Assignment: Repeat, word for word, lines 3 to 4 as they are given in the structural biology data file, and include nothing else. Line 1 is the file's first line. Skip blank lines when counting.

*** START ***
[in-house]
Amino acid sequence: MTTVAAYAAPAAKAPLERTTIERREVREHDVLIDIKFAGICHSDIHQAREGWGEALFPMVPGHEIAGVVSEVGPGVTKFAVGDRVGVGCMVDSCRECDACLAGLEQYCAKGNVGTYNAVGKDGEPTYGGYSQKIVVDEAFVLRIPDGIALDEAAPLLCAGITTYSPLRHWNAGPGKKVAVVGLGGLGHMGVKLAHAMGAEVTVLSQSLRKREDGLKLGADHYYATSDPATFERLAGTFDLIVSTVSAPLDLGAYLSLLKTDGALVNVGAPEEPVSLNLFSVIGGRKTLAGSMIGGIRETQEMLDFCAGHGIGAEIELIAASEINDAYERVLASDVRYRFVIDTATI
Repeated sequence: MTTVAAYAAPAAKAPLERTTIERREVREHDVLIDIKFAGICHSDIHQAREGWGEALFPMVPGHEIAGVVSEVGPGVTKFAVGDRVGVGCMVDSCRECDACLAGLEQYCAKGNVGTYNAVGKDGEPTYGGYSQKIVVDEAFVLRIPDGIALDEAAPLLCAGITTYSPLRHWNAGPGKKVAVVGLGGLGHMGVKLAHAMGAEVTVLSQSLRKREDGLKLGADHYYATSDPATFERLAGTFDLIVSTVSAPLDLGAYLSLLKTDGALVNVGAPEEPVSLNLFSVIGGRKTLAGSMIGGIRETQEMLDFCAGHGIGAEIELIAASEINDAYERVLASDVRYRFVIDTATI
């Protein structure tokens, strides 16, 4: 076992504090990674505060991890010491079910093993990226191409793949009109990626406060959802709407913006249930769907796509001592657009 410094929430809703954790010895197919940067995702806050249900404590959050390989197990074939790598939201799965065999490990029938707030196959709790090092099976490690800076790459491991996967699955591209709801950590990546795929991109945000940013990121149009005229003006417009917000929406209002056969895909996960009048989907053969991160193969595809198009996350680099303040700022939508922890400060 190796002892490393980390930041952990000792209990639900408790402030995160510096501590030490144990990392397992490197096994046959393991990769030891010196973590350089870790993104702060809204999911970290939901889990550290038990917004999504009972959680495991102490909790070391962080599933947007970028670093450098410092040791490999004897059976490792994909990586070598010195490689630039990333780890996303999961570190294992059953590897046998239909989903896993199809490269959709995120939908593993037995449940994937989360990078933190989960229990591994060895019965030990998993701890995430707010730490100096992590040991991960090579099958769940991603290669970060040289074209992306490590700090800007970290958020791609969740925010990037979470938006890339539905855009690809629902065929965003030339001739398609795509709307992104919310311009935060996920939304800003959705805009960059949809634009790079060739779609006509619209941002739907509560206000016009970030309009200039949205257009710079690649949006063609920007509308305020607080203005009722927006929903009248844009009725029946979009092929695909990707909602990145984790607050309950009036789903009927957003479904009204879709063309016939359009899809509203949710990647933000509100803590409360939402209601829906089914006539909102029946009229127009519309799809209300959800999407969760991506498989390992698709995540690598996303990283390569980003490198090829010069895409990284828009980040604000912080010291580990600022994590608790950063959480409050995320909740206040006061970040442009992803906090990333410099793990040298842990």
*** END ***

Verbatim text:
Repeated sequence: MTTVAAYAAPAAKAPLERTTIERREVREHDVLIDIKFAGICHSDIHQAREGWGEALFPMVPGHEIAGVVSEVGPGVTKFAVGDRVGVGCMVDSCRECDACLAGLEQYCAKGNVGTYNAVGKDGEPTYGGYSQKIVVDEAFVLRIPDGIALDEAAPLLCAGITTYSPLRHWNAGPGKKVAVVGLGGLGHMGVKLAHAMGAEVTVLSQSLRKREDGLKLGADHYYATSDPATFERLAGTFDLIVSTVSAPLDLGAYLSLLKTDGALVNVGAPEEPVSLNLFSVIGGRKTLAGSMIGGIRETQEMLDFCAGHGIGAEIELIAASEINDAYERVLASDVRYRFVIDTATI
């Protein structure tokens, strides 16, 4: 076992504090990674505060991890010491079910093993990226191409793949009109990626406060959802709407913006249930769907796509001592657009 410094929430809703954790010895197919940067995702806050249900404590959050390989197990074939790598939201799965065999490990029938707030196959709790090092099976490690800076790459491991996967699955591209709801950590990546795929991109945000940013990121149009005229003006417009917000929406209002056969895909996960009048989907053969991160193969595809198009996350680099303040700022939508922890400060 190796002892490393980390930041952990000792209990639900408790402030995160510096501590030490144990990392397992490197096994046959393991990769030891010196973590350089870790993104702060809204999911970290939901889990550290038990917004999504009972959680495991102490909790070391962080599933947007970028670093450098410092040791490999004897059976490792994909990586070598010195490689630039990333780890996303999961570190294992059953590897046998239909989903896993199809490269959709995120939908593993037995449940994937989360990078933190989960229990591994060895019965030990998993701890995430707010730490100096992590040991991960090579099958769940991603290669970060040289074209992306490590700090800007970290958020791609969740925010990037979470938006890339539905855009690809629902065929965003030339001739398609795509709307992104919310311009935060996920939304800003959705805009960059949809634009790079060739779609006509619209941002739907509560206000016009970030309009200039949205257009710079690649949006063609920007509308305020607080203005009722927006929903009248844009009725029946979009092929695909990707909602990145984790607050309950009036789903009927957003479904009204879709063309016939359009899809509203949710990647933000509100803590409360939402209601829906089914006539909102029946009229127009519309799809209300959800999407969760991506498989390992698709995540690598996303990283390569980003490198090829010069895409990284828009980040604000912080010291580990600022994590608790950063959480409050995320909740206040006061970040442009992803906090990333410099793990040298842990």